Ayers (2010) presents the struggle that every teacher experiences throughout their entire career: Defining curriculum as a “means to” rather than an “end goal”. The curriculum outlines the important aspects of learning that students should demonstrate throughout each year of their education. However, we cannot allow this curriculum to be the only accepted learning in our classrooms.
Teamwork, initiative, responsibility, interpersonal relationships… these are all skills that are important aspects of learning that perhaps aren’t explicitly outlined in the curriculum. Also, what about the teachable moments that arise each and every day in our classrooms? Should we refuse to build on those, simply because they are not outlined in the curriculum? What if a student wants to solve a particular problem that is covered in a later grade? Should we delay this learning to ensure that everyone’s education is at the same pace?
- Are challenges from classroom to community fair game for investigation?
- Are there opportunities for discovery and surprise?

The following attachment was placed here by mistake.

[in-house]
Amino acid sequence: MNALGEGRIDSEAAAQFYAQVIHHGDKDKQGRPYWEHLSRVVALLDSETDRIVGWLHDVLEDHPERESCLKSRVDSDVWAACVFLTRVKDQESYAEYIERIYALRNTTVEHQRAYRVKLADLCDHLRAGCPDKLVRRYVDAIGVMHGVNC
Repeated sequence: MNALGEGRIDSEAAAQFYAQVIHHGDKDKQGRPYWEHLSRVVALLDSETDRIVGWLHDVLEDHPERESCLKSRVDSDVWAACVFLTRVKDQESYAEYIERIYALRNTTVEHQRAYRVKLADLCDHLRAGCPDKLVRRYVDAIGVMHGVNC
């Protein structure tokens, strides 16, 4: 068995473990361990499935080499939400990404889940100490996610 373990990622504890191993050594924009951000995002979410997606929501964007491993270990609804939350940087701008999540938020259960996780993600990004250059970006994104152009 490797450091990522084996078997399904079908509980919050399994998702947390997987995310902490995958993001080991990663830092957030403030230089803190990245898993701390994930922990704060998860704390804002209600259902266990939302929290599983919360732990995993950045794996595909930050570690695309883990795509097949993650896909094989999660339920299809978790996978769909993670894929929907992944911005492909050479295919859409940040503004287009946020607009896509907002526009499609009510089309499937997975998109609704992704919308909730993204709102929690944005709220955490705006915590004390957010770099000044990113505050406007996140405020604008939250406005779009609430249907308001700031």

- Are students actively engaged with primary sources and hands on materials?
- Is productive work going on?
- Is the work linked to student questions or interests?
- Is work in my classroom pursued to its far limits?
There is so much more to student learning than what is outlined in the mandated curriculum. I am by no means “rebelling” against these documents; in fact, I place extremely value on these documents as they truly do guide teaching and learning. However, I do believe that we as teachers must do more than simply follow the curriculum. We must create these situations in which students can explore and learn to become efficient learners, rather than focusing all efforts on ensuring each students achieves every specific expectation outlined in their grade level.